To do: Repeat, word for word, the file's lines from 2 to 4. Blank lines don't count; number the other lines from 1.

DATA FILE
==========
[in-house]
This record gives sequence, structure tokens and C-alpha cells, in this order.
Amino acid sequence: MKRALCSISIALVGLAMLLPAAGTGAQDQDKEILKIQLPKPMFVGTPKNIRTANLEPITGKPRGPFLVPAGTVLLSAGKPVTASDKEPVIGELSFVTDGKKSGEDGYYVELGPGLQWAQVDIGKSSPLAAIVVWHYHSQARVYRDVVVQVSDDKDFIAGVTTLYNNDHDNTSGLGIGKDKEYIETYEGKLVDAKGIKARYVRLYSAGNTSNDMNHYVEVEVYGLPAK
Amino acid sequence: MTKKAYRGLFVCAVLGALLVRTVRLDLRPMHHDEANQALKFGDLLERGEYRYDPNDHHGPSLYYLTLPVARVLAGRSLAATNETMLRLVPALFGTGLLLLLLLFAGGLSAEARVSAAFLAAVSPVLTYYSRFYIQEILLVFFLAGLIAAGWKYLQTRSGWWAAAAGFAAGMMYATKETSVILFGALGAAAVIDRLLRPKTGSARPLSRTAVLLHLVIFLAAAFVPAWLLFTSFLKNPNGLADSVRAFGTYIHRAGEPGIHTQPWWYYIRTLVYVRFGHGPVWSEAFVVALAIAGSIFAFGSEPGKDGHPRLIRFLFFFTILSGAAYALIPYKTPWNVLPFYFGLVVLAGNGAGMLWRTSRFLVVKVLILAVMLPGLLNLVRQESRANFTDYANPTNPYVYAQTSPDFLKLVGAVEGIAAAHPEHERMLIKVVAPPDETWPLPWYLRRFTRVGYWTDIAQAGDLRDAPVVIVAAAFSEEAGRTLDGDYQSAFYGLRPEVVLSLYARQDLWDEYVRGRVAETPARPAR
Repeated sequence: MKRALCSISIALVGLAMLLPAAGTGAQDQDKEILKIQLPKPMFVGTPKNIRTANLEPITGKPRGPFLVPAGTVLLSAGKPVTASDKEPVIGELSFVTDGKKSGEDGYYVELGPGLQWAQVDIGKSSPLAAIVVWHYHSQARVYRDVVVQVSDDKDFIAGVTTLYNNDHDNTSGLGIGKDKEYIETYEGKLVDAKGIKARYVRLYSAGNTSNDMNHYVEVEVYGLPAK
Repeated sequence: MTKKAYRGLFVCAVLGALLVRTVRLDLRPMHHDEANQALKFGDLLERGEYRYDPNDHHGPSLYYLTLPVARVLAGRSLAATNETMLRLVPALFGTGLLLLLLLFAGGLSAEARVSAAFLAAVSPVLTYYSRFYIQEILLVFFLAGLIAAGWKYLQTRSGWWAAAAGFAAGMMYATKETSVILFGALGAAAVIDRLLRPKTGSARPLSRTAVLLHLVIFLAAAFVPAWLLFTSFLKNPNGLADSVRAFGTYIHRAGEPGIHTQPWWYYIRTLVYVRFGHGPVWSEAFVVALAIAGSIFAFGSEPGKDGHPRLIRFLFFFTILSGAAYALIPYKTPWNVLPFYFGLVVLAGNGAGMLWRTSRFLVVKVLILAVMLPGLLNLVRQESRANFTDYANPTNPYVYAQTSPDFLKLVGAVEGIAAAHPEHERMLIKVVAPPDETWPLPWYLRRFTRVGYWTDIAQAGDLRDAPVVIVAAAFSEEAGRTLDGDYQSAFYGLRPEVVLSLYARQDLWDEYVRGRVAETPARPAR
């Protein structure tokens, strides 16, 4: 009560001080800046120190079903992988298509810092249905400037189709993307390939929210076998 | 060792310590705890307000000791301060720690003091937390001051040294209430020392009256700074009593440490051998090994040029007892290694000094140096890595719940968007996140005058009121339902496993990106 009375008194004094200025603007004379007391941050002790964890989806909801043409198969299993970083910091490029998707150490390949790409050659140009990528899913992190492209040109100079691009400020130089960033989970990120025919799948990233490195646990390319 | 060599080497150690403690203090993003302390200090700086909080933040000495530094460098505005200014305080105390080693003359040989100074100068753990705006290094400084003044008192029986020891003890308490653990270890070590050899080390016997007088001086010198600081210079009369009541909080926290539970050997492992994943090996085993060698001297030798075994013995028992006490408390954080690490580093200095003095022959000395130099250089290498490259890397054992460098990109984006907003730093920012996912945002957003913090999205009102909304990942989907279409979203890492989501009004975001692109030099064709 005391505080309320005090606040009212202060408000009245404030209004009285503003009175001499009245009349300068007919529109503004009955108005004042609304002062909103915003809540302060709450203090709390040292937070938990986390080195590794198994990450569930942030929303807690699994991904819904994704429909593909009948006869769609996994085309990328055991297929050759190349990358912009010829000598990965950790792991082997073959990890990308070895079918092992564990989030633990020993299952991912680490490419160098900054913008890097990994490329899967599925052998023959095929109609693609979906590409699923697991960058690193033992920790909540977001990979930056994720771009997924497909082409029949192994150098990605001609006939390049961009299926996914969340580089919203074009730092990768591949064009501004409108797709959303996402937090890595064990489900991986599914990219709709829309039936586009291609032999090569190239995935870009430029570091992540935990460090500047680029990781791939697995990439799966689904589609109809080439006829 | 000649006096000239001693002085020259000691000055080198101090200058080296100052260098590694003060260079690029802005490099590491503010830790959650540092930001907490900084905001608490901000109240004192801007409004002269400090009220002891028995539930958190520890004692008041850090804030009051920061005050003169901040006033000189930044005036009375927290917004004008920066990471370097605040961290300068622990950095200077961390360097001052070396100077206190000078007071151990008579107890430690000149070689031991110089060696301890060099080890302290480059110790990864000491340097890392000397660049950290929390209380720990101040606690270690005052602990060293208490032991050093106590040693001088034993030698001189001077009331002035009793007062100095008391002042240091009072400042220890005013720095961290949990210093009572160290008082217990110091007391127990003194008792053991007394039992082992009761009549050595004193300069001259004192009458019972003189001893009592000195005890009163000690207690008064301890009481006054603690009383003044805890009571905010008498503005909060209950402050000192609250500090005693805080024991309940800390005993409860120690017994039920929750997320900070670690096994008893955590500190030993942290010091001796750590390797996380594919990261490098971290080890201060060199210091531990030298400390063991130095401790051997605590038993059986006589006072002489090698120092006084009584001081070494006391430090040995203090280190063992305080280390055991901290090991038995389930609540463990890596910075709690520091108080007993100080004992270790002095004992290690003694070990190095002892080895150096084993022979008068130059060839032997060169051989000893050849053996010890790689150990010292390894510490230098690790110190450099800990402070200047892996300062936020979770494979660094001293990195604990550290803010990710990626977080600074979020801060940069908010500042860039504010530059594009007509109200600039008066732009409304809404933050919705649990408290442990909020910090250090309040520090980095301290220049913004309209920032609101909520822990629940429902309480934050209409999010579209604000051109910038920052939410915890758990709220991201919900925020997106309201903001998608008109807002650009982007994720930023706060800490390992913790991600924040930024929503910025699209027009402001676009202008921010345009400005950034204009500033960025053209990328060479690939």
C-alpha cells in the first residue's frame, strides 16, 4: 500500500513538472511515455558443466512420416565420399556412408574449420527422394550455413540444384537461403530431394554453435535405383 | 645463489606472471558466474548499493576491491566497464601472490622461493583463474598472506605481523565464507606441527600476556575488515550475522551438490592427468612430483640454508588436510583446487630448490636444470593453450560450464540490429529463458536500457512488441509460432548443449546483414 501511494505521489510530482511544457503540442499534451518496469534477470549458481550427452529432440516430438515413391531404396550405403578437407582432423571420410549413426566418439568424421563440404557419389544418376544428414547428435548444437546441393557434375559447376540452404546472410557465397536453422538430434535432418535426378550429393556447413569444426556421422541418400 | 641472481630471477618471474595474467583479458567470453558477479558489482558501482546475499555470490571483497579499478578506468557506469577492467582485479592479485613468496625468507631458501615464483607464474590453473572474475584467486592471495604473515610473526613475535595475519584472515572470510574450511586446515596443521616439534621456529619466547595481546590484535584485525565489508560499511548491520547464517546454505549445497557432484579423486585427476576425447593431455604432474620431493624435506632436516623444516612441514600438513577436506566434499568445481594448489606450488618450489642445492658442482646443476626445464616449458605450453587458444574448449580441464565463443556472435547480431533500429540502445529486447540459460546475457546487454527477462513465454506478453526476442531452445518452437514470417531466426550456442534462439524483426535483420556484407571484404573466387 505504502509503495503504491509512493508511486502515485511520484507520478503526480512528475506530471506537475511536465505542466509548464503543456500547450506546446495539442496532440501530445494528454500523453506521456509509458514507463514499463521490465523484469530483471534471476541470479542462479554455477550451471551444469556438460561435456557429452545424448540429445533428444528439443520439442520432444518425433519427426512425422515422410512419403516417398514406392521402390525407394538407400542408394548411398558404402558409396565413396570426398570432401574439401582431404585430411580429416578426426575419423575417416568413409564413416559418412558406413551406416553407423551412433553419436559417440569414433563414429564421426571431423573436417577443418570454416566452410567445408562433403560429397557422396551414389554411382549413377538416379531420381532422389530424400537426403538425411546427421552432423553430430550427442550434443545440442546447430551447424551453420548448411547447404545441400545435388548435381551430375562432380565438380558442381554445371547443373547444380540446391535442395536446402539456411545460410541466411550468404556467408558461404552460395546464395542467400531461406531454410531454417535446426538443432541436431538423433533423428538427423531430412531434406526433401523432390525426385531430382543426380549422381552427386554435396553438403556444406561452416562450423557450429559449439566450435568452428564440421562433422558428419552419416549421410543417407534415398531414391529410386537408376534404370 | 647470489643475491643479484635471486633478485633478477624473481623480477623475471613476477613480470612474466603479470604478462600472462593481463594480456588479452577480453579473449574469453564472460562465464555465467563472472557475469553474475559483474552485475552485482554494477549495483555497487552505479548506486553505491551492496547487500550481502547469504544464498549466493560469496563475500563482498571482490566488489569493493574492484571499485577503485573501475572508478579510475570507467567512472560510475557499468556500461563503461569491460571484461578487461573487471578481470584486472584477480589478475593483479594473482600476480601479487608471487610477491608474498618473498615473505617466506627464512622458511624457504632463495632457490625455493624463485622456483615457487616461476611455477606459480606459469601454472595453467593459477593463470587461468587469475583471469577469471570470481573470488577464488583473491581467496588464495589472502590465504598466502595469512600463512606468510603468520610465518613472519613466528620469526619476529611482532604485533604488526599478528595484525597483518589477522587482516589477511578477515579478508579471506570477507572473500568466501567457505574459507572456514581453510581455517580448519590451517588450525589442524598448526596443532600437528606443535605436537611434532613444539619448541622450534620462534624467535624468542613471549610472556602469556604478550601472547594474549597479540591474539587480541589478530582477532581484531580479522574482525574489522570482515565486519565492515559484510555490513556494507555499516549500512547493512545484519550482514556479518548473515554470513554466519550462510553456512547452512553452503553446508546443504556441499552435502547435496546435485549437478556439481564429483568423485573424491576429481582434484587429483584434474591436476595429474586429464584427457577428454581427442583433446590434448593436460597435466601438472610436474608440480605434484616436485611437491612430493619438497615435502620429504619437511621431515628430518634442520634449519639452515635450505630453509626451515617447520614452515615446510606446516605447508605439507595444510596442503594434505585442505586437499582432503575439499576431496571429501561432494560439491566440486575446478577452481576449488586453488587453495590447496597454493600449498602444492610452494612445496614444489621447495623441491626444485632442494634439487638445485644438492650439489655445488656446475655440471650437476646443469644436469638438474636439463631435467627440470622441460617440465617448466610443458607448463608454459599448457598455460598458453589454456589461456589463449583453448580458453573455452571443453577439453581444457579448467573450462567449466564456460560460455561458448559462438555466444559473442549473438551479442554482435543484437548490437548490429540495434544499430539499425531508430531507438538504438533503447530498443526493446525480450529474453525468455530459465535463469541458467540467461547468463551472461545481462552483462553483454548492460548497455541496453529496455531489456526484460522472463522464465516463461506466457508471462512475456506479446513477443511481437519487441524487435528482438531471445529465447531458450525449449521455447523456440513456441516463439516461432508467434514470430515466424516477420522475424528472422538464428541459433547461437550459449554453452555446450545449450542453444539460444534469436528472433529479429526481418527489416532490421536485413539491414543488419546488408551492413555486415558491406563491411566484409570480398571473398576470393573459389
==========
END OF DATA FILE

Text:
This record gives sequence, structure tokens and C-alpha cells, in this order.
Amino acid sequence: MKRALCSISIALVGLAMLLPAAGTGAQDQDKEILKIQLPKPMFVGTPKNIRTANLEPITGKPRGPFLVPAGTVLLSAGKPVTASDKEPVIGELSFVTDGKKSGEDGYYVELGPGLQWAQVDIGKSSPLAAIVVWHYHSQARVYRDVVVQVSDDKDFIAGVTTLYNNDHDNTSGLGIGKDKEYIETYEGKLVDAKGIKARYVRLYSAGNTSNDMNHYVEVEVYGLPAK
Amino acid sequence: MTKKAYRGLFVCAVLGALLVRTVRLDLRPMHHDEANQALKFGDLLERGEYRYDPNDHHGPSLYYLTLPVARVLAGRSLAATNETMLRLVPALFGTGLLLLLLLFAGGLSAEARVSAAFLAAVSPVLTYYSRFYIQEILLVFFLAGLIAAGWKYLQTRSGWWAAAAGFAAGMMYATKETSVILFGALGAAAVIDRLLRPKTGSARPLSRTAVLLHLVIFLAAAFVPAWLLFTSFLKNPNGLADSVRAFGTYIHRAGEPGIHTQPWWYYIRTLVYVRFGHGPVWSEAFVVALAIAGSIFAFGSEPGKDGHPRLIRFLFFFTILSGAAYALIPYKTPWNVLPFYFGLVVLAGNGAGMLWRTSRFLVVKVLILAVMLPGLLNLVRQESRANFTDYANPTNPYVYAQTSPDFLKLVGAVEGIAAAHPEHERMLIKVVAPPDETWPLPWYLRRFTRVGYWTDIAQAGDLRDAPVVIVAAAFSEEAGRTLDGDYQSAFYGLRPEVVLSLYARQDLWDEYVRGRVAETPARPAR